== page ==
Apr 102018

With thanks to Janet, BC.


40 cases of gastrointestinal disease linked to eating the shellfish raw

The consumption of raw oysters has once again been linked to an outbreak of norovirus in B.C. (Elaine Thompson/Associated Press)


Two B.C. Vancouver Island oyster farms have been closed following an outbreak of norovirus associated with eating the raw shellfish.

The B.C. Centre for Disease Control says about 40 cases of acute gastrointestinal illness have been connected to the consumption of raw oysters since March. Testing has confirmed some of the cases were norovirus.

Federal officials with Fisheries and Oceans Canada (DFO) confirmed the affected farms are located on the east coast of Vancouver Island at Deep Bay and Denman Island.

While the two farms are no longer harvesting oysters for consumption, no recall of oysters has been issued by the Canadian Food Inspection Agency.

Human sewage suspected

While the precise sources of contamination have not been identified, human sewage in the marine environment is currently believed to be the most plausible cause of shellfish contamination, according to BCCDC epidemiologist Marsha Taylor.

Anyone who falls ill with diarrhea and vomiting after eating shellfish should call B.C. HealthLink at 811 where qualified personnel can help you evaluate your symptoms, said Taylor. Most people recover from norovirus on their own with proper hydration and rest, but in some cases dehydration can be severe and require medical attention.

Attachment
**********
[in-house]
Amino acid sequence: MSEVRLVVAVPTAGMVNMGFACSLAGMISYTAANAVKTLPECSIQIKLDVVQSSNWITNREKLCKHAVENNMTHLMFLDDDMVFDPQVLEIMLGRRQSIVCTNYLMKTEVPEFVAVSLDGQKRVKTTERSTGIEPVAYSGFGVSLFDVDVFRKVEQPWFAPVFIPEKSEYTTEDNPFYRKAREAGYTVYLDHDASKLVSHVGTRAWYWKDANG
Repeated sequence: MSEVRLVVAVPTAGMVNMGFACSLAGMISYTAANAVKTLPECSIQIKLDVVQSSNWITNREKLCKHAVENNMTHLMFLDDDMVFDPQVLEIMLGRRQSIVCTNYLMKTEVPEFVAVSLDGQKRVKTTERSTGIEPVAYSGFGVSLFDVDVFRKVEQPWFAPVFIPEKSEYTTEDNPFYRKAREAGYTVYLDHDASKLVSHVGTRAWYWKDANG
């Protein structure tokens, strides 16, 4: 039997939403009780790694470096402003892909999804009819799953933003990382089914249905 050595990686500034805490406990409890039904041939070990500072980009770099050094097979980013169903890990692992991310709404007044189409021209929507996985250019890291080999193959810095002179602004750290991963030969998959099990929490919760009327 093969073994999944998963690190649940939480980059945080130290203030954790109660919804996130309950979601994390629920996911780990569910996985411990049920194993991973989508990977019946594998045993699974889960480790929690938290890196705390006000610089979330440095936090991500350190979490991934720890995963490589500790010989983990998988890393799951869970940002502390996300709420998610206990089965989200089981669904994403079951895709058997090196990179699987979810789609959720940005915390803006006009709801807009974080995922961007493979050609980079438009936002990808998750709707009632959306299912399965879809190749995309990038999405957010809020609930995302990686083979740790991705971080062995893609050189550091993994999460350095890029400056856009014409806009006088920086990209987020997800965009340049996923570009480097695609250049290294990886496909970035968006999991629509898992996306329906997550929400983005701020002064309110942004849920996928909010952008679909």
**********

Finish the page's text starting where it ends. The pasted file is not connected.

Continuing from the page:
In order to kill norovirus and other pathogens, the BCCDC recommends consumers cook oysters thoroughly, to an internal temperature of 90 C for 90 seconds. Consumption of raw oysters is not encouraged.


Widespread impact

The president of the B.C. Shellfish Growers Association noted that while only two farms were closed, the entire industry will likely be hit by the impact.

“The problem with these general advisories is, rather than target the farm that may have a problem, a lot of industry has to suffer the consequences from a depressed market,” he said.

In late 2016 and early 2017, more than 400 norovirus cases associated with raw or undercooked B.C. oysters led to the closure of 13 farms.

That outbreak was declared over in April 2017. Human sewage was also suspected as the cause.

“Is there a solution? Yes, we need to pay more attention to what we are putting into the ocean,” said Pocock.

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